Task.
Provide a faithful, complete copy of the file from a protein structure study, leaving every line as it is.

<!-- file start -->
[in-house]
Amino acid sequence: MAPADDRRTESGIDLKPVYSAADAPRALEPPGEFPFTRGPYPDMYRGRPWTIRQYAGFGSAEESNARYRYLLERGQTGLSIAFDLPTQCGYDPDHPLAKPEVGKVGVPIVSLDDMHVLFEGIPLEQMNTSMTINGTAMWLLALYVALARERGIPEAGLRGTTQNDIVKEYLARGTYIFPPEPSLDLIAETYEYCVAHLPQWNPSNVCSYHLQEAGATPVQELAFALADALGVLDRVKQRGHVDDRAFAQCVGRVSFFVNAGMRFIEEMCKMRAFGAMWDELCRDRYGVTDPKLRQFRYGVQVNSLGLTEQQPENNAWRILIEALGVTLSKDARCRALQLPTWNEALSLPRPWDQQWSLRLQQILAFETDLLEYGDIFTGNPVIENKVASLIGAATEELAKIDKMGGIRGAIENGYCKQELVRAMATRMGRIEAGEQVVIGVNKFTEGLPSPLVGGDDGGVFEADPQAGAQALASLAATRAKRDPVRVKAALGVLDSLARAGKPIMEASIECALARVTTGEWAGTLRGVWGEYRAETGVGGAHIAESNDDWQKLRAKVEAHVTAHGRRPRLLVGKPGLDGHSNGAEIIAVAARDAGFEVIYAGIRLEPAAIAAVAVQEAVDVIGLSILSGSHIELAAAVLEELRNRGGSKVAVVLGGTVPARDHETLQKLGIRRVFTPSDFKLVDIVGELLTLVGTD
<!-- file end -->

[in-house]
Amino acid sequence: MAPADDRRTESGIDLKPVYSAADAPRALEPPGEFPFTRGPYPDMYRGRPWTIRQYAGFGSAEESNARYRYLLERGQTGLSIAFDLPTQCGYDPDHPLAKPEVGKVGVPIVSLDDMHVLFEGIPLEQMNTSMTINGTAMWLLALYVALARERGIPEAGLRGTTQNDIVKEYLARGTYIFPPEPSLDLIAETYEYCVAHLPQWNPSNVCSYHLQEAGATPVQELAFALADALGVLDRVKQRGHVDDRAFAQCVGRVSFFVNAGMRFIEEMCKMRAFGAMWDELCRDRYGVTDPKLRQFRYGVQVNSLGLTEQQPENNAWRILIEALGVTLSKDARCRALQLPTWNEALSLPRPWDQQWSLRLQQILAFETDLLEYGDIFTGNPVIENKVASLIGAATEELAKIDKMGGIRGAIENGYCKQELVRAMATRMGRIEAGEQVVIGVNKFTEGLPSPLVGGDDGGVFEADPQAGAQALASLAATRAKRDPVRVKAALGVLDSLARAGKPIMEASIECALARVTTGEWAGTLRGVWGEYRAETGVGGAHIAESNDDWQKLRAKVEAHVTAHGRRPRLLVGKPGLDGHSNGAEIIAVAARDAGFEVIYAGIRLEPAAIAAVAVQEAVDVIGLSILSGSHIELAAAVLEELRNRGGSKVAVVLGGTVPARDHETLQKLGIRRVFTPSDFKLVDIVGELLTLVGTD